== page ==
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The Challenges For Children Facing a Bereavement

Most of us will experience grief at some point in our lives, and while some of us are aware of how difficult it can be, most of us can only fathom how much more confusing it must be for a child in addition to all the painful emotions they will experience.


No one knows what happens to a loved one after they pass away, and that can often be one of the scariest things. Losing a loved one means your child might be wondering why they can’t see that person anymore and what’s happened to them. Will they ever be able to see them again? And why is it that when family members say they’re going to visit that loved one, they really mean a place full of dirt where their name is on a stone? Bereavement can be really confusing for a child, and all the questions that go through their head can be extremely overwhelming.


Losing a loved one could mean your child now becomes fearful of losing others or, even worse, that it might happen to them. This could trigger other thoughts and potentially even develop into anxiety or a phobia. However, these are worst-case scenarios and more likely to occur if a child isn’t supported, consoled and given time to process their grief. If the child raises this subject or asks questions, it’s critical to strike a balance between allowing them to witness others’ vulnerability in the circumstance but to ensure that they have a safe, calm and inviting environment where they feel comfortable sharing their thoughts and asking questions. If not, they can decide to keep it to themselves out of fear of upsetting anyone or perhaps start to believe that other family members don’t really care or aren’t as impacted as they are.


When a child experiences grief, it’s possible that they won’t even be able to comprehend their own emotions or thoughts. Do I feel upset about losing that person? Do I feel angry? Do I feel both? But is it acceptable to be angry with Grandad for dying? Or maybe there’s absolutely nothing going on through their mind, and they have no idea what even to think or feel. Under such circumstances, they could begin to mirror the behaviour of others around them, which could give them an idea of how they “should” feel. However, all this can confuse them which can lead to changed behaviour as they attempt to make sense of it all and figure out how to communicate the emotions they can recognise, this does mean that some of those ways aren’t exactly the healthiest. They may exhibit aggressive behaviours to express their uncertainty or rage at the circumstance, grow more dependent on their parent or guardian for comfort, and require continual reassurance. The age of the child may affect this.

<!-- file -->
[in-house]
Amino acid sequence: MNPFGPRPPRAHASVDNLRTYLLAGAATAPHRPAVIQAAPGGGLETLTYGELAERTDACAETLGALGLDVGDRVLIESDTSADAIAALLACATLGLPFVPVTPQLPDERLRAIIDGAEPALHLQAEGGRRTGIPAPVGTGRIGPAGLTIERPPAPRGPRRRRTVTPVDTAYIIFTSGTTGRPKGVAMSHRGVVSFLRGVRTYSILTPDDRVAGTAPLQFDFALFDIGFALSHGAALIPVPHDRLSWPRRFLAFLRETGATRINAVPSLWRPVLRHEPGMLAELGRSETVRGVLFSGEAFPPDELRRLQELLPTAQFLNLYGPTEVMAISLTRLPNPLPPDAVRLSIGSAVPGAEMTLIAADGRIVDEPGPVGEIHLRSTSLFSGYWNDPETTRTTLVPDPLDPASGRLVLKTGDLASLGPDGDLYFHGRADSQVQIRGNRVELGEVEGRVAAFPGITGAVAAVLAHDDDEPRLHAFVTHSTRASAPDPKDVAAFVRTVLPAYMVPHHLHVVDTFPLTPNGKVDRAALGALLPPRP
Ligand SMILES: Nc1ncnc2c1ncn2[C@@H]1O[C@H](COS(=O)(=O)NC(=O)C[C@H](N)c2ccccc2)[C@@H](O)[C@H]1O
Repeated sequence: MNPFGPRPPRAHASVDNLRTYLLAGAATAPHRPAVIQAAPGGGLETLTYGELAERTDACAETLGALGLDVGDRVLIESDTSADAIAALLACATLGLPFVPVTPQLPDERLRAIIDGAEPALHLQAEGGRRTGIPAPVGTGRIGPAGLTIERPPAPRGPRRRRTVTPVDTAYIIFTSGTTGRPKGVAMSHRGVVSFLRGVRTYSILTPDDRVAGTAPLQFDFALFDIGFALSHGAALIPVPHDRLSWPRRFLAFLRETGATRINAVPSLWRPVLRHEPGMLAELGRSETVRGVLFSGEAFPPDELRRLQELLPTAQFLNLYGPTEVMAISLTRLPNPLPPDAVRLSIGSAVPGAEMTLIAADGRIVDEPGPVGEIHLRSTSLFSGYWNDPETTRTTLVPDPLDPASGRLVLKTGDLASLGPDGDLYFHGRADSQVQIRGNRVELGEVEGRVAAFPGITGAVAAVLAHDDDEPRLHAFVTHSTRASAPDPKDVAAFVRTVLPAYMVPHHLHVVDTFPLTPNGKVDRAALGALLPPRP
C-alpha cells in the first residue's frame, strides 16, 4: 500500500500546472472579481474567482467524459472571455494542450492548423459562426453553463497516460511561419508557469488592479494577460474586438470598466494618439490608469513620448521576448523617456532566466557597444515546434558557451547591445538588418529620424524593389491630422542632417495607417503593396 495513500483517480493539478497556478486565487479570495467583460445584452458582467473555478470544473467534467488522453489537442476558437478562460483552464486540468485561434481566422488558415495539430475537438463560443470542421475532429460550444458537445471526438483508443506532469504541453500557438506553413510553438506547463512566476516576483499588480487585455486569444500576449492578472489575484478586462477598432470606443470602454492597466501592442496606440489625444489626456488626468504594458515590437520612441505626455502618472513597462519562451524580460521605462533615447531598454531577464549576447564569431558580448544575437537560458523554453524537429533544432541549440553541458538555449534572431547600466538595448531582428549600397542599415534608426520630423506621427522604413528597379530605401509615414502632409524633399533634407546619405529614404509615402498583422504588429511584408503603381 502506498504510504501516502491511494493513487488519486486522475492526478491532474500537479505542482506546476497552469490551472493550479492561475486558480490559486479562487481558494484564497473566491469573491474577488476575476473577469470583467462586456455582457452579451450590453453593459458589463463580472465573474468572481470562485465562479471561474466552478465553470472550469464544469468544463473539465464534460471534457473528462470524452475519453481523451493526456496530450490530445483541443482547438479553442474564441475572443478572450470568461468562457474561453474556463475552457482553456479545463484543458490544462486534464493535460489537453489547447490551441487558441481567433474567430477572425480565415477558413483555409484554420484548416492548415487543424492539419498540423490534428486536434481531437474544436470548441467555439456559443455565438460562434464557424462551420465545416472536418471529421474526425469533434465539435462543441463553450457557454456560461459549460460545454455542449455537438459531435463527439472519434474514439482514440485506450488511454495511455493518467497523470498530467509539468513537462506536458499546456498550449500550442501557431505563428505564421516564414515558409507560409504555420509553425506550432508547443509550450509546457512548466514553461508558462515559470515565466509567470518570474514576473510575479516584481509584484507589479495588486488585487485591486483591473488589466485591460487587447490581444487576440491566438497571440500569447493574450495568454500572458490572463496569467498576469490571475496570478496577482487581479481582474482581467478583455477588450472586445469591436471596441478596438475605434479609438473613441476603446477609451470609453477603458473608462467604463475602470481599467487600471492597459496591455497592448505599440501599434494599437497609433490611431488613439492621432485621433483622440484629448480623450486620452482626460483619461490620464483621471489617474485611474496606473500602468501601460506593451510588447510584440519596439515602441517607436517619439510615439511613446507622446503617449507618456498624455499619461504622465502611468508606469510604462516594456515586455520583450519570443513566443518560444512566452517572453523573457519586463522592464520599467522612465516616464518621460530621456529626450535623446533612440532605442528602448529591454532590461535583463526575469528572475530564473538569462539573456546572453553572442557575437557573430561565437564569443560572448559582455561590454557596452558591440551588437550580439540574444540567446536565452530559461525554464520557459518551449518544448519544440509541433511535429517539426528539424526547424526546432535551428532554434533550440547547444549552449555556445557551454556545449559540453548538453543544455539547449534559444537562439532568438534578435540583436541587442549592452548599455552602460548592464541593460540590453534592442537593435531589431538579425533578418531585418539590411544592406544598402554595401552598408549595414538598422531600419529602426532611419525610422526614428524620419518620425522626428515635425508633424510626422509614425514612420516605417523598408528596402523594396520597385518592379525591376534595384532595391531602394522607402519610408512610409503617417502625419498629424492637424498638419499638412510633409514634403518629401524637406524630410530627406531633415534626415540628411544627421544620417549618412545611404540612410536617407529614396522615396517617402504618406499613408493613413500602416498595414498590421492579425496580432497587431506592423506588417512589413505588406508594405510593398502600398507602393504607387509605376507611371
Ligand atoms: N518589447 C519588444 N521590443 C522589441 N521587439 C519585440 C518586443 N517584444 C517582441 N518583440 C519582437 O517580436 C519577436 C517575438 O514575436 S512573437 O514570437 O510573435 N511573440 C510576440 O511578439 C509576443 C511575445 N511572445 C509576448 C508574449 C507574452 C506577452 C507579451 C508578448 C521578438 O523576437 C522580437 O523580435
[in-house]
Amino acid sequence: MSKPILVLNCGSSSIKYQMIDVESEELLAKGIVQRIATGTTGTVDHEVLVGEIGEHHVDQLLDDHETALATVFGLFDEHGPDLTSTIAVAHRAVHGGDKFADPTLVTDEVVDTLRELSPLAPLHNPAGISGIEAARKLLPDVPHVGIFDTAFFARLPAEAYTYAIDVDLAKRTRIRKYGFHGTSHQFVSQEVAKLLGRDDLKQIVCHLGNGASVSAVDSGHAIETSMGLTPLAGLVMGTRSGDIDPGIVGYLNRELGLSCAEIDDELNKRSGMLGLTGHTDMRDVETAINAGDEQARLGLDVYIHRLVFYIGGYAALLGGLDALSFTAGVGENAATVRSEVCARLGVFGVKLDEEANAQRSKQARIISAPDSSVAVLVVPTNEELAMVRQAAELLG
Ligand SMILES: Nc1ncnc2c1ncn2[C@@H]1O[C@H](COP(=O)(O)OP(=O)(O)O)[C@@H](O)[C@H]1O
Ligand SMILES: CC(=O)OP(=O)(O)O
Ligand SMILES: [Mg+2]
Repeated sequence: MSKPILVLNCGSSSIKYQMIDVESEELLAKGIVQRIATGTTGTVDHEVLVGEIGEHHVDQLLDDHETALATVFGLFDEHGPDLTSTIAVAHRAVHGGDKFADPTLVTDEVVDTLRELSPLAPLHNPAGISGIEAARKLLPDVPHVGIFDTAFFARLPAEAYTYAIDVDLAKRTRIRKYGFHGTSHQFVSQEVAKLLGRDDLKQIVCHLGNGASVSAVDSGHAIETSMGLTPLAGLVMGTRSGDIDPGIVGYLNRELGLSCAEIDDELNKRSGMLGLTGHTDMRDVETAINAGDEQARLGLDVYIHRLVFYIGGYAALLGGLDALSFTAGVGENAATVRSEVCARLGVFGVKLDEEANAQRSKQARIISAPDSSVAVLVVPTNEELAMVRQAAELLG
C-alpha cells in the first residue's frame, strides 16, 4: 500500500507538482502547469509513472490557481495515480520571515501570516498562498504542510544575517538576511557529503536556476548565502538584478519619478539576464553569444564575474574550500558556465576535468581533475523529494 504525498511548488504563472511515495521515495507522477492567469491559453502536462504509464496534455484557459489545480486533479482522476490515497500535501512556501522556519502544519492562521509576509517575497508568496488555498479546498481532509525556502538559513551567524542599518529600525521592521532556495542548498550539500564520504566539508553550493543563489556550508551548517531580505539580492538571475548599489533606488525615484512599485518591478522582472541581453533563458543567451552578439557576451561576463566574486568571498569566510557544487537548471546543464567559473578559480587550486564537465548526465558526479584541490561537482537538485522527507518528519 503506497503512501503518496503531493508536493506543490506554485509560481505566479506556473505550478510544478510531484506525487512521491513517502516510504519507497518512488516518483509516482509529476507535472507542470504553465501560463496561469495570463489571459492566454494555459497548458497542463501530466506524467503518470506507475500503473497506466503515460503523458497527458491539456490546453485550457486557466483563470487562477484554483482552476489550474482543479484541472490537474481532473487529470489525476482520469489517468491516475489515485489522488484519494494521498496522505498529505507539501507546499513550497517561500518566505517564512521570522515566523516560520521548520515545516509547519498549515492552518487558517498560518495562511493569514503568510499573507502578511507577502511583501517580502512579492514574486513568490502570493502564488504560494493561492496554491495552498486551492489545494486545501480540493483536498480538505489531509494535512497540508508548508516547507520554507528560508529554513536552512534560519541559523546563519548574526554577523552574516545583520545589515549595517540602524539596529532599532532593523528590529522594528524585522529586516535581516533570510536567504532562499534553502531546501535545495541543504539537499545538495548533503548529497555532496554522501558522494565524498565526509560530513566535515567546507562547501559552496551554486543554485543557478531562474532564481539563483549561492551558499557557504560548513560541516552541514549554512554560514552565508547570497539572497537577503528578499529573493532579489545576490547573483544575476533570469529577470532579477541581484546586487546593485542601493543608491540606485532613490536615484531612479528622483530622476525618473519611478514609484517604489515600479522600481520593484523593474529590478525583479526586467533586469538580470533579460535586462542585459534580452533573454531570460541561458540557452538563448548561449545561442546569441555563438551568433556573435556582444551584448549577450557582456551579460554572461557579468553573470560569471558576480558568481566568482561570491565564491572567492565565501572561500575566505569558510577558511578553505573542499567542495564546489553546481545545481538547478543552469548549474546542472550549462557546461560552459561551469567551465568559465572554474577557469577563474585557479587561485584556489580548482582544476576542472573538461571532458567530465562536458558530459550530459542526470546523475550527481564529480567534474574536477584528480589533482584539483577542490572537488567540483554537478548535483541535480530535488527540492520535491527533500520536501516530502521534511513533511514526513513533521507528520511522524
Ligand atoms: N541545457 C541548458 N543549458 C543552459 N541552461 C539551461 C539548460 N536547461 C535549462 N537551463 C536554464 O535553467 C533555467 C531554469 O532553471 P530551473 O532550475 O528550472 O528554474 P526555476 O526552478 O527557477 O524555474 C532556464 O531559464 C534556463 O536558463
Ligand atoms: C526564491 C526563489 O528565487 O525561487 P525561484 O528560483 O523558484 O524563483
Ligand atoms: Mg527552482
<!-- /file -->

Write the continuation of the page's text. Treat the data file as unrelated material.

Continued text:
An incredibly useful guide on behaviours you might be able to recognise or watch out for depending on your child’s age can be found on the Marie Curie website

Every child is unique, so managing this circumstance can be challenging, particularly if you are also mourning.

These are only a few of the difficulties your child will encounter, and they will undoubtedly have a cascading effect on other aspects of their life and their responsibilities, including their relationships, their outlook on the world, their focus in class, and other aspects of their daily lives. Your child can be supported, encouraged to talk openly, and provided with professional help in therapy to help them make sense of their thoughts and feelings, process them, and create appropriate coping skills. All of this can help them find serenity and give them tools they can utilise moving forward, not only during their grief but in general.

In addition to having a significant effect on your child, grief can strain your relationship with them as well as their relationships with all the other members of the household. In order to help your child feel bonded with you and the family following a loss, family therapy can also be helpful and additionally equip you with tools to support your child.

To find out which of our offices is closest to you, you can browse our website or give us a call at 0115 648 7912.

Our family and child therapists are listed under “Our Counsellors,” which you can also browse through. But don’t worry. All you really need to do is get in touch with us, and our team will help you navigate all of that.

Written by Eva Domingos, a counsellor at My Solution Well-being. 



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By MSWB Team on 13/02/2024 in Wellbeing

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